For those of you horrified by the “sweat bees” story in your social media feeds this week — the one about the woman who supposedly had four of the tiny bees living in her left eye, feeding on her tears — I offer this caveat: It came from Taiwan. Take it with a grain of salt. Here's why.
This month, Xi Jinping monumentally became the first Chinese president to visit the World Economic Forum in Davos, Switzerland — a clear sign that China is moving to take the reigns of global leadership from the United States as its worldwide relationships falter. If we continue to escalate tensions with Mexico, America will lose a valuable trading partner and friend, and the Western hemisphere will be China's for the winning.
The Republicans are euphoric about their recent election victory and Democrats counter touting lower unemployment numbers under their leadership. However neither Congress nor the president will touch our actual problems: flawed debt and trade policies.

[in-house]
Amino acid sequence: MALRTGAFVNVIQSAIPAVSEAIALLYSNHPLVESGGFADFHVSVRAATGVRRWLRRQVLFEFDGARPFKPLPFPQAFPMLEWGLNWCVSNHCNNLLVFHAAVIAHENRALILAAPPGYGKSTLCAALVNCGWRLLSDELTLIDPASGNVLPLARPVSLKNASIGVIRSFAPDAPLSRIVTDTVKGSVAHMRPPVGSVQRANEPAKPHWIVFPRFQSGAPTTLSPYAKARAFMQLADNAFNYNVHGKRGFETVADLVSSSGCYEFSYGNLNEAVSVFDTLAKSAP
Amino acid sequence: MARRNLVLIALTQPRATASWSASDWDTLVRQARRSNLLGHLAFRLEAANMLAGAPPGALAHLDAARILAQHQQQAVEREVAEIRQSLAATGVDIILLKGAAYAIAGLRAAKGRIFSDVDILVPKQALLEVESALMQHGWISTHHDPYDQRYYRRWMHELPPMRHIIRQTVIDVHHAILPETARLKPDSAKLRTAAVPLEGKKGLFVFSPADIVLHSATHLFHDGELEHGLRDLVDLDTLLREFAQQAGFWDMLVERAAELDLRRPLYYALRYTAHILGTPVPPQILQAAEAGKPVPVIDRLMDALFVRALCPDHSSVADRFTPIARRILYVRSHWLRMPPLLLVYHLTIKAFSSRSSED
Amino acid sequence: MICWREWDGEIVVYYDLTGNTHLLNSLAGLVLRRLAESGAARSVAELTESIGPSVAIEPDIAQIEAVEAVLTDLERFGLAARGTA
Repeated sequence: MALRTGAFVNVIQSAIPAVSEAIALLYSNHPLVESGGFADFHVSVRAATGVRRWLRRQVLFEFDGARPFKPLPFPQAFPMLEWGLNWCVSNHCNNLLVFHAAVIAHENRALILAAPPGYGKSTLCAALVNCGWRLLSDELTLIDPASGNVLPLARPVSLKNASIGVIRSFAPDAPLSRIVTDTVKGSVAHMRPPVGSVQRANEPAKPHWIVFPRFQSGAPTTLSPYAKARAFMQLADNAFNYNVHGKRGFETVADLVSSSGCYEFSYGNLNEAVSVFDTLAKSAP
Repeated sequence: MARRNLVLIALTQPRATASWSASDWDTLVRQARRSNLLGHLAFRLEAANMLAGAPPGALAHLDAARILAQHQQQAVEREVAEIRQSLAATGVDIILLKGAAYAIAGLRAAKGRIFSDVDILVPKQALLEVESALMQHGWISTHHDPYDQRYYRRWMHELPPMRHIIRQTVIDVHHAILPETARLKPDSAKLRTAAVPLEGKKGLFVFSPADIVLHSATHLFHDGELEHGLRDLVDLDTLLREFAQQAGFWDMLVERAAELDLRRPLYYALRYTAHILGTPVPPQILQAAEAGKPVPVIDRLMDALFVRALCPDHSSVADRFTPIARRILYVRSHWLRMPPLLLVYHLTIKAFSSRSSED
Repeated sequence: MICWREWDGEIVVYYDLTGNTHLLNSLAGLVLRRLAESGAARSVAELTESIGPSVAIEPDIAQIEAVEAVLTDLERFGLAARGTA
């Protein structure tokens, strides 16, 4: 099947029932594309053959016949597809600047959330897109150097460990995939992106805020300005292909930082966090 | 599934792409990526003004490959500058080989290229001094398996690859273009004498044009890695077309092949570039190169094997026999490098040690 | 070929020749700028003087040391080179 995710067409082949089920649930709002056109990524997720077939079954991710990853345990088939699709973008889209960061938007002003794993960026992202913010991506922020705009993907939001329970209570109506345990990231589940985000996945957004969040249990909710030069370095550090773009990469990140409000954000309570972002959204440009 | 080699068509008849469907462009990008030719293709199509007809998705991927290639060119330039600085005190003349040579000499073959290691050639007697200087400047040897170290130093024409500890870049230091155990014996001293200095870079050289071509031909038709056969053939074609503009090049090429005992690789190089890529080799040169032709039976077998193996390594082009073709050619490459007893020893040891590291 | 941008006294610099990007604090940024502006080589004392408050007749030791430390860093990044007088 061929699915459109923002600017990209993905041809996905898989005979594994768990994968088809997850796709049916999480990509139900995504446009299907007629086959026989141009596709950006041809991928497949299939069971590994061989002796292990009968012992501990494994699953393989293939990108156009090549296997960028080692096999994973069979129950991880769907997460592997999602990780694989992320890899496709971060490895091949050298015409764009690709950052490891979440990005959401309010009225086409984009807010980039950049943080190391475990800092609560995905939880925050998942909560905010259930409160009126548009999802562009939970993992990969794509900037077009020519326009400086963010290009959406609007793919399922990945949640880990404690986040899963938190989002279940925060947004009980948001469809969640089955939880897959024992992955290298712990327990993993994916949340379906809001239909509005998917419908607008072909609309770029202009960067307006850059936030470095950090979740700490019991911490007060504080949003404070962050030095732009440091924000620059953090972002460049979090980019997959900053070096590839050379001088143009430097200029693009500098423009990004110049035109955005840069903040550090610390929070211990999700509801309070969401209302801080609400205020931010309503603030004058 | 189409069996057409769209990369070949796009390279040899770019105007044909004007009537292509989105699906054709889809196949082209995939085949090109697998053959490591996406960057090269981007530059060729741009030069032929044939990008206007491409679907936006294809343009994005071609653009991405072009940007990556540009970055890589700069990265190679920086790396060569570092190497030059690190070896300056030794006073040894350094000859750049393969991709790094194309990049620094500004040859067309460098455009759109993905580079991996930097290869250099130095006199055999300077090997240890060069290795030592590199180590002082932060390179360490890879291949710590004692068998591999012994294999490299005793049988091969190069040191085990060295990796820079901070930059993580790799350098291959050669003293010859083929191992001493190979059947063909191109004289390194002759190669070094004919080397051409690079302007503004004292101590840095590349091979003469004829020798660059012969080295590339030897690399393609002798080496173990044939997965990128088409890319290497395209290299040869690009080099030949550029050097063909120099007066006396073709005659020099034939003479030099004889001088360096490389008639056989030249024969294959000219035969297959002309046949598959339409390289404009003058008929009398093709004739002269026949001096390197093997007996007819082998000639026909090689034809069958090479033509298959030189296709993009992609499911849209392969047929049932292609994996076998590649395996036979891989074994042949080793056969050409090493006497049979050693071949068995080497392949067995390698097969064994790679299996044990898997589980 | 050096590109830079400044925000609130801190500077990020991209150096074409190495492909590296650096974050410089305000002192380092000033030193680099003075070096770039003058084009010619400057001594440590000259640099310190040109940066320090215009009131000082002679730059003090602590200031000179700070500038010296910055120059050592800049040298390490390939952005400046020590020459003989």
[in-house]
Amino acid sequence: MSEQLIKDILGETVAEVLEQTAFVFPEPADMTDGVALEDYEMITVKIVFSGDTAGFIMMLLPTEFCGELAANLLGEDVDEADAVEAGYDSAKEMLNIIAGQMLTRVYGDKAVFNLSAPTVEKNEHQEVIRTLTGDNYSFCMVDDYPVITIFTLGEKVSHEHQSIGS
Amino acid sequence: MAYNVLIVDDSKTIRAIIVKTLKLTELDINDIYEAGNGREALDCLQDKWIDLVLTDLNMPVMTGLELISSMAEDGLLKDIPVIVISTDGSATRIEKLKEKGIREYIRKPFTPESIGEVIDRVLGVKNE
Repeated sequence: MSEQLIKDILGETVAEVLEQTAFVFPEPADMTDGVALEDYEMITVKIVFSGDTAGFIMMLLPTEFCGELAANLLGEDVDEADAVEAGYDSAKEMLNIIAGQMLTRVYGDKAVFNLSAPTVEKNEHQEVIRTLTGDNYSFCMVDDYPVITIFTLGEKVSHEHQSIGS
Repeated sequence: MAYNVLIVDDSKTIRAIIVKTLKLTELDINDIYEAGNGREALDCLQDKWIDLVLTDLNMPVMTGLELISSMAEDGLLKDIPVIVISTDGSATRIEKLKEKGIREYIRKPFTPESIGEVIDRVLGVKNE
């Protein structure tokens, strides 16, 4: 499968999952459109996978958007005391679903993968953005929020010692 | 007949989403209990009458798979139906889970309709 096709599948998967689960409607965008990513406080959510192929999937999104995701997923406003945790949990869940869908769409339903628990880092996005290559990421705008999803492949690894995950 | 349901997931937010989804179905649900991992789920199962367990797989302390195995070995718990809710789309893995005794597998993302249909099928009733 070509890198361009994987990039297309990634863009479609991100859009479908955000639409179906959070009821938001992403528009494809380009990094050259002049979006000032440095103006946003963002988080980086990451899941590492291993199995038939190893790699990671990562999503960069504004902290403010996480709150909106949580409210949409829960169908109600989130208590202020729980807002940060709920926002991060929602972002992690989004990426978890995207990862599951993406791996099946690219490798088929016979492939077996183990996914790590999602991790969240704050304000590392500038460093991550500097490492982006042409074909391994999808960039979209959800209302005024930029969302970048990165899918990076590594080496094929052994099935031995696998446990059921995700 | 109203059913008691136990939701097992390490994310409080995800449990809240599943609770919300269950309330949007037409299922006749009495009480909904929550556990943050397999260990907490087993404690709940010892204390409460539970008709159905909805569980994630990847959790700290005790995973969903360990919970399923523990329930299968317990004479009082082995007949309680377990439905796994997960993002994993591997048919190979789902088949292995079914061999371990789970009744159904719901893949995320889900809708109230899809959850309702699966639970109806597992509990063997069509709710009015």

WASHINGTON (AP) ¿ The United States wants to restart a cybersecurity working group that China shut down after the U.S. indicted five Chinese military officers on charges of hacking into American companies' computers to steal trade secrets.
In a time without the Internet or social media, Tiananmen Square was a coherent, collaborative effort to express dissatisfaction and clear goals for reform. It was a moment of possibility, and so long as it is remembered as such, there is hope for China.
The World Economic Forum in Davos, Switzerland gave us an excellent window into the concerns that world leaders have about the global economy — particularly China's shadow banking system. But while the concern may be legitimate, the expressed fear — that China will implode from the weight of the system's problems — appears overblown.